LARRI Team Captures Top Honors in First Time at NSIN Hackathon

March 7, 2022

By Holly Hinson

A student team from Speed School’s Louisville Automated Robotics Research Institute (LARRI) captured first prize at the Off the Beaten Path hackathon held on February 10. Hosted by the National Security Innovation Network, (NSIN) the goal of the hackathon event is to produce projects that develop concepts or technologies for new sensors, sensing techniques, perception, and intelligence algorithms to generate actionable information for an autonomous vehicle to successfully move through a rugged terrain.

The background of this is that autonomous off-road mobility is becoming a critical requirement for various military operations, including maneuvering in rugged environments and disaster relief. Vehicles in these missions will require sensors and software to navigate unexpected obstacles and have the hardware necessary to interact with these potentially difficult elements.

The LARRI team, known as ATVision, proposed a solution that involved a combination of adversarial attack detection, convolutional neural networks, deep learning and block chain technology. University of Louisville competed with seven other top engineering schools such as UC Berkeley, Georgia Tech, MIT and Harvard in the hackathon and took top honors in the first year ever participating in the event.

Sumit Kumar Das, a research scientist at LARRI, served as the team’s faculty advisor and helped prepare ATVision for the competition. The team members included three Computer Science & Engineering (CSE) majors; Christopher Trombley, Karthik Malyala and Bhumika Gowda, and two Electrical and Computer Engineering majors (ECE).

One member of the team, Karthik Malyala, explained the division of labor that led to success for the team. “Four of us, including Sumit Kumar Das, Christopher Trombley, Bhumika Gowda and myself contributed to the overall concept and presentation, while Henry Reynolds and Christopher Tran, as our ECEs were in charge of the actual implementation of the prototype,” said Malyala.

How did the ATVision team stand out for the judges? “We had to create a five-minute pitch video to describe our solution,” said Malyala. “I think one aspect that impressed the judges was that even though I was the only representative on the team in the judging panel, I was still able to tackle a variety of questions about the other technologies that I wasn’t personally responsible for, so that made them really understand how our project covered all disciplines and aspects of the problem.”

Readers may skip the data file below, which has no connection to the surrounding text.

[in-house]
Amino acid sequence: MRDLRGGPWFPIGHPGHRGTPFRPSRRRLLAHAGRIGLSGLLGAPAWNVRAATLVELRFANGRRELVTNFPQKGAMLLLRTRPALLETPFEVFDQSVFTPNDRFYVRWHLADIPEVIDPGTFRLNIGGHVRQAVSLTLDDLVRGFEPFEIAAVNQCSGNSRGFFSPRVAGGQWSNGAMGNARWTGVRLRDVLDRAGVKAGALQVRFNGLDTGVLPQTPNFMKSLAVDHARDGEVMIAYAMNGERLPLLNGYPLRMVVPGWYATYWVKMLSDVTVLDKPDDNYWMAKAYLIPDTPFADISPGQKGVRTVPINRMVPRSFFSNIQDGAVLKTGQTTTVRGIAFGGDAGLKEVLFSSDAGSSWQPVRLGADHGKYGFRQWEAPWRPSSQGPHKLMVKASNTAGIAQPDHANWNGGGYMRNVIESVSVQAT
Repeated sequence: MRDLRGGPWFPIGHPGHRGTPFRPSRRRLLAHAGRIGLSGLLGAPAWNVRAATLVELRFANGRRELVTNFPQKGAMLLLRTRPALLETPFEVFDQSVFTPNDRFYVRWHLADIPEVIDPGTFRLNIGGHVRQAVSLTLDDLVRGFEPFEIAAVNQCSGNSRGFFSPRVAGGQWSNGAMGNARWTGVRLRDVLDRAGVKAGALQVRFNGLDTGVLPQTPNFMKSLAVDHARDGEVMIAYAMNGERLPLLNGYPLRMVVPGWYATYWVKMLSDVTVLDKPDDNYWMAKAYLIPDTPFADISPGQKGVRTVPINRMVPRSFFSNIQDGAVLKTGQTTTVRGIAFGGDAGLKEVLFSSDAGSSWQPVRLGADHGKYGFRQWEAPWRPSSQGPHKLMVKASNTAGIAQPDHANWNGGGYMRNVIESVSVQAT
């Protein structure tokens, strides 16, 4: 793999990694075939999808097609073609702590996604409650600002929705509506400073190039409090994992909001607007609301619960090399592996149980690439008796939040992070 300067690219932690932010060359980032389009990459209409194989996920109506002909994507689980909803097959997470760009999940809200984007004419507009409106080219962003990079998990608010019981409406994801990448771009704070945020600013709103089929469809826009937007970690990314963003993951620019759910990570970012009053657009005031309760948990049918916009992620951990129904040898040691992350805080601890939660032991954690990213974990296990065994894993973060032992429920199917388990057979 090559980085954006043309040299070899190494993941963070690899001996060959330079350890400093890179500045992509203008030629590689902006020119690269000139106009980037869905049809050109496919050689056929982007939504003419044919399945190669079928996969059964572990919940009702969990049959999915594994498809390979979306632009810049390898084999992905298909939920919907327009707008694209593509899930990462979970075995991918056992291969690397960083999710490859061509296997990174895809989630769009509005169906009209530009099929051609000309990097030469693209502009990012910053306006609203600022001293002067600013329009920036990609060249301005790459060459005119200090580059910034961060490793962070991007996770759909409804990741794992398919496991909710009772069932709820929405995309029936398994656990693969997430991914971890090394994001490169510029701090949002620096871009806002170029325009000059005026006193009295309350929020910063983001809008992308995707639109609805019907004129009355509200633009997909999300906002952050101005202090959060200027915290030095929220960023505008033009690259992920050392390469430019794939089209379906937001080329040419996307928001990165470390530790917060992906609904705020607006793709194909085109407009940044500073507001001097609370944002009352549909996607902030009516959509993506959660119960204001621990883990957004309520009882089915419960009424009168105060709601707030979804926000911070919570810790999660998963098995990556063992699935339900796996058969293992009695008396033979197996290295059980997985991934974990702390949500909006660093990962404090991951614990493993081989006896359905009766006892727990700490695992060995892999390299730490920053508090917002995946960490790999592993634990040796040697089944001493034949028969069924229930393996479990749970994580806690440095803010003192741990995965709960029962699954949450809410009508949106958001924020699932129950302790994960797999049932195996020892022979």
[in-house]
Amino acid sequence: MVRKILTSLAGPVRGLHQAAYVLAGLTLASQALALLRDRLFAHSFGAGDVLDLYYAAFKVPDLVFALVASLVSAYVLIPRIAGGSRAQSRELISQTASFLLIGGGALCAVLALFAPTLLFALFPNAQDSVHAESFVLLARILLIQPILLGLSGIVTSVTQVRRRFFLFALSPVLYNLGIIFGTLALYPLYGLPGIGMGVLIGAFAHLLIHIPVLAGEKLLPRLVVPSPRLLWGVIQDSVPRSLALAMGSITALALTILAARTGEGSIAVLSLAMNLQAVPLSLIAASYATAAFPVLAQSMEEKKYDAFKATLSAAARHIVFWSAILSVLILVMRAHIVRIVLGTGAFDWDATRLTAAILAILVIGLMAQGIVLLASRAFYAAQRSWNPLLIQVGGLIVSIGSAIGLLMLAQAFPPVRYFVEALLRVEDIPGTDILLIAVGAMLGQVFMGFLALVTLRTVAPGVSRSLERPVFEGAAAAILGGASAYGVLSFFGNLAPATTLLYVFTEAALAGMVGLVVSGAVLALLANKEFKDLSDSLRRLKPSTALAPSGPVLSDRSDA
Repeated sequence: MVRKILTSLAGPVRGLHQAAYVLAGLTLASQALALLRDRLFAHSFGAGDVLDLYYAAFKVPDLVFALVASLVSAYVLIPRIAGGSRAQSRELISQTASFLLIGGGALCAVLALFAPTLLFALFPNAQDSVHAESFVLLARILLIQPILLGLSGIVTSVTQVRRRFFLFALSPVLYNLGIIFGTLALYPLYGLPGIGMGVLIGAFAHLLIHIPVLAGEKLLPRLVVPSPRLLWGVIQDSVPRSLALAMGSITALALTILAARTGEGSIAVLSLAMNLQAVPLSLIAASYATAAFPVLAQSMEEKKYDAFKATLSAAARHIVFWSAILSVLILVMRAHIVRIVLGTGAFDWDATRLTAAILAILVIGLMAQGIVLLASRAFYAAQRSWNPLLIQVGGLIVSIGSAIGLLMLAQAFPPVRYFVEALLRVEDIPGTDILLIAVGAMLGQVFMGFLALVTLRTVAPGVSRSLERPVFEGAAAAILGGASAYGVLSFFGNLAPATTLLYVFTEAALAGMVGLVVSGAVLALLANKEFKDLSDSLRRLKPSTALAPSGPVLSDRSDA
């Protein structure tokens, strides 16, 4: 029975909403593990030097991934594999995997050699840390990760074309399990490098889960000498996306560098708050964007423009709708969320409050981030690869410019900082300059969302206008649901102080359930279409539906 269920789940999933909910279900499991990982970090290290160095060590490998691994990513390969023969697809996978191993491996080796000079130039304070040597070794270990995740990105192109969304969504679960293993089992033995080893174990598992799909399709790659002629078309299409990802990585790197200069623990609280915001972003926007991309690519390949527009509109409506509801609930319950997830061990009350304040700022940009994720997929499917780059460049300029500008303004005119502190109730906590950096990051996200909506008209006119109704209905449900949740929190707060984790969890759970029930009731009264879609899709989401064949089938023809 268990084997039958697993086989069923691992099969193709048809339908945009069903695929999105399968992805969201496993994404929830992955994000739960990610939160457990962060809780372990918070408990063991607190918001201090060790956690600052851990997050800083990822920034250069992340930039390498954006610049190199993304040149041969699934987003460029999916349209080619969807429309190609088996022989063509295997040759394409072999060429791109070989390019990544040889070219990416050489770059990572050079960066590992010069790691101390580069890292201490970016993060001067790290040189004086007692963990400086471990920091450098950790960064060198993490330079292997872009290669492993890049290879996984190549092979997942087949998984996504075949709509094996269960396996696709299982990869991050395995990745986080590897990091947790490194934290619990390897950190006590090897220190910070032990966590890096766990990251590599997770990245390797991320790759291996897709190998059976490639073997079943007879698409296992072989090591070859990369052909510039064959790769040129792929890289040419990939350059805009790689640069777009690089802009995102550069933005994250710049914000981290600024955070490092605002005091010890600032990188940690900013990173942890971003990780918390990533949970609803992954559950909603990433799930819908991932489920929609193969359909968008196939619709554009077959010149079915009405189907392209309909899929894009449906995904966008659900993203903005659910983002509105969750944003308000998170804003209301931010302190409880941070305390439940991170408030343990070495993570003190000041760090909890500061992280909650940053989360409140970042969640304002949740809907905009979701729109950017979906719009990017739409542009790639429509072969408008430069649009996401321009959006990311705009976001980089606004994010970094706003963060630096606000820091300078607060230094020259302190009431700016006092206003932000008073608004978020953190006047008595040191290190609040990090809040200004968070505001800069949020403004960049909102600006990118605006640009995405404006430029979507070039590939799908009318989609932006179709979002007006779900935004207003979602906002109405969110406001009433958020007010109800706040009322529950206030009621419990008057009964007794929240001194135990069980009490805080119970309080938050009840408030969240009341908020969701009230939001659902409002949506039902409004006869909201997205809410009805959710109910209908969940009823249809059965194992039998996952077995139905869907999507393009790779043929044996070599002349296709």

The judging panel, which included an Army researcher, reflects the desire of the defenses to further develop the capabilities of autonomous link tracking systems for ATVs or other rugged vehicles in order to identify obstacles and communicate with other autonomous vehicles.

Malyala explained ATVision’s three-part project started first with computer vision. Secondly, a Variational Autoencoders based autonomous navigation system was used to learn the distribution of sensor data used during autonomous navigation, which can detect adversarial attacks. The third part of the solution was a block-chain based network security, which means the team analyzed and encrypted communication between very different autonomous vehicles using block chain technology.

The potential for this kind of robotics research is wide-ranging. Malyala explained that, “Computer vision may perceive aspects of the environment that the human eye cannot see necessarily, so we can send this autonomous vehicle on a search operation, and it can probably gather more information than a human can in a given period of time.”

Malyala said LARRI is giving students like those on the hackathon team an amazing opportunity to compete on bigger stages in the robotics field. “During the judging panel, I was talking to professors from UC Berkeley, and one of the teams we were competing against were engineers from there, which is one of the top universities for computer science,” he said.

“LARRI also enabled me to utilize all this knowledge that I’ve learned in class, or with hands-on activities with projects funded by the National Science Foundation,” said Malyala. “I was thrilled to be using the technology learned at LARRI on a small scale for something on a much larger scale that can really benefit the community,” he said.

Born in India, Malyala immigrated to the U.S. in 2013, and it was in high school that his interest in the world of technology was piqued. “My father had hearing damage, and wears hearing aids,” he said. “Just seeing how technology enables people to see or hear things they’ve never done before, it really inspired me.”